Reason and religion are not incompatible; never have been, and never will be. They are simply two aspects of experience, two lenses through which the inner and outer world are apprehended. Reason and logic are wonderful, but will BY DEFINITION remain forever unable to explain or account for - much less accept- visceral experience lacking a material stimulus. The numinous (which included religion, spiritualism, ooga-booga stuff, etc) is also wonderful, but beyond its neurophysiological correlates during the experience itself, has nothing to do BY DEFINITION with logico-deductive neo-cerebral processes. This debate cannot ever have a winner, because the notional conflict is spurious.
Graeme says: "Reason and logic are wonderful, but will BY DEFINITION remain forever unable to explain or account for - much less accept- visceral experience lacking a material stimulus."
Your defense only works if and only if the "visceral experience" remains undefined and if you accept that all religions are equally right. The minute that a person defines this "visceral experience" as coming from a certain god, then your argument falls to pieces because this "visceral experience" is the same on a psychological level for believers in Allah, Jesus, or Zeus. By definition, these religious traditions are mutually exclusive. They each claim monopoly on "truth."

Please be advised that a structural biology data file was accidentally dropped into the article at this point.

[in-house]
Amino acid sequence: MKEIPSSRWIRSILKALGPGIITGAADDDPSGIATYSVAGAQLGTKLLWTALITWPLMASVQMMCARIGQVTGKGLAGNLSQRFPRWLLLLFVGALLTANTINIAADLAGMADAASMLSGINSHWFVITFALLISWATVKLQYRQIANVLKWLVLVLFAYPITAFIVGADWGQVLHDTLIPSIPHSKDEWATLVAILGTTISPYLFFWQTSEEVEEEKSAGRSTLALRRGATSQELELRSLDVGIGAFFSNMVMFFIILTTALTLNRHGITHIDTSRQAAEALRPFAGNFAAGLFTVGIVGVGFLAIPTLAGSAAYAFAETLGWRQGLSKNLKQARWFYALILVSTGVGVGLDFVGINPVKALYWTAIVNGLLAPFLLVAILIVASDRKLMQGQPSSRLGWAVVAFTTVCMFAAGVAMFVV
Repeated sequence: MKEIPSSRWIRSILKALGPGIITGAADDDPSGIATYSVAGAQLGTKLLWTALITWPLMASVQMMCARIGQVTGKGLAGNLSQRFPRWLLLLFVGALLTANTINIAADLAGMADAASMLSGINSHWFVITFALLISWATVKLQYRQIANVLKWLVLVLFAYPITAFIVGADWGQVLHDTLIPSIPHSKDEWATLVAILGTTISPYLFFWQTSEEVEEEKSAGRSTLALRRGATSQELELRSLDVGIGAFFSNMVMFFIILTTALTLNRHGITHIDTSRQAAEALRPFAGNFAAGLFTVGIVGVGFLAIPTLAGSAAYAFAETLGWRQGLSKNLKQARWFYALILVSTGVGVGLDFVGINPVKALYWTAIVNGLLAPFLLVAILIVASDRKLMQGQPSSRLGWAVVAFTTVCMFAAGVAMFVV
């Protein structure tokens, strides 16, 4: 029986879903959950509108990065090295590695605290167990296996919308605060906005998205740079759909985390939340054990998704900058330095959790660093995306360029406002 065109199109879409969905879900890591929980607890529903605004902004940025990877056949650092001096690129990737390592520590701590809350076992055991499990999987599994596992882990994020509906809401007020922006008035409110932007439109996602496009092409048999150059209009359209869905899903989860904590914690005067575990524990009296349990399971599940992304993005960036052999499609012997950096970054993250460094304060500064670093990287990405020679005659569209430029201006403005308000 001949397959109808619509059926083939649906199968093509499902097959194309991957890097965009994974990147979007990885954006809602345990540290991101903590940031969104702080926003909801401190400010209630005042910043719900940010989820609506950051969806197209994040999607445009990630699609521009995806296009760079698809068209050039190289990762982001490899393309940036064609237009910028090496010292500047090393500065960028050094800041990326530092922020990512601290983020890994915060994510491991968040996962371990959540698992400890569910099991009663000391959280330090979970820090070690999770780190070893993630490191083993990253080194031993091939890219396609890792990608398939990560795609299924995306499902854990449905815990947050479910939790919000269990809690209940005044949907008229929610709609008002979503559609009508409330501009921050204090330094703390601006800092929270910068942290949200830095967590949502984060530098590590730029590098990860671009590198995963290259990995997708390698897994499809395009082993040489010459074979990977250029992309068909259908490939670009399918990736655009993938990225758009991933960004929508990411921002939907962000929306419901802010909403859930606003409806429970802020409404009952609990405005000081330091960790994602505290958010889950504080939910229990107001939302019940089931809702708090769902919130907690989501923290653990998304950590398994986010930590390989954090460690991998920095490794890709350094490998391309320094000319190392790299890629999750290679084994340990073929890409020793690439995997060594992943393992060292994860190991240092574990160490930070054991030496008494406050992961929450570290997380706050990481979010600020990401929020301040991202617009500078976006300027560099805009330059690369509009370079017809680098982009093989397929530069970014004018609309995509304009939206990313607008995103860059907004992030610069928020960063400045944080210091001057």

So, on a semantic level, your claim that "Reason and religion are not incompatible" is false because religion is an attempt to codify and crystallize (therefore injecting reason) into the otherwise elusive, ephemeral and irrational spiritual experience. You can claim that reason and a generic spirituality are compatible, but you cannot claim the same for reason and religion.
And besides, spirituality reduces to psychology so even it too can be analyzed within a rational and reasoned framework. I think you may wish to re-evaluate just who here is drawing the false dichotomies.
<<Paul Carr says: It strikes me that a much, much simpler explanation is that the putative deity does not exist, and so prayer is not efficacious. >>
Super late response!
Besides that, the bible explicitly claims that with an infinitesimal amount of faith we can do things more miraculous than those depicted in the bible, and that we can do basically anything. If that's not open to being scientifically evaluated...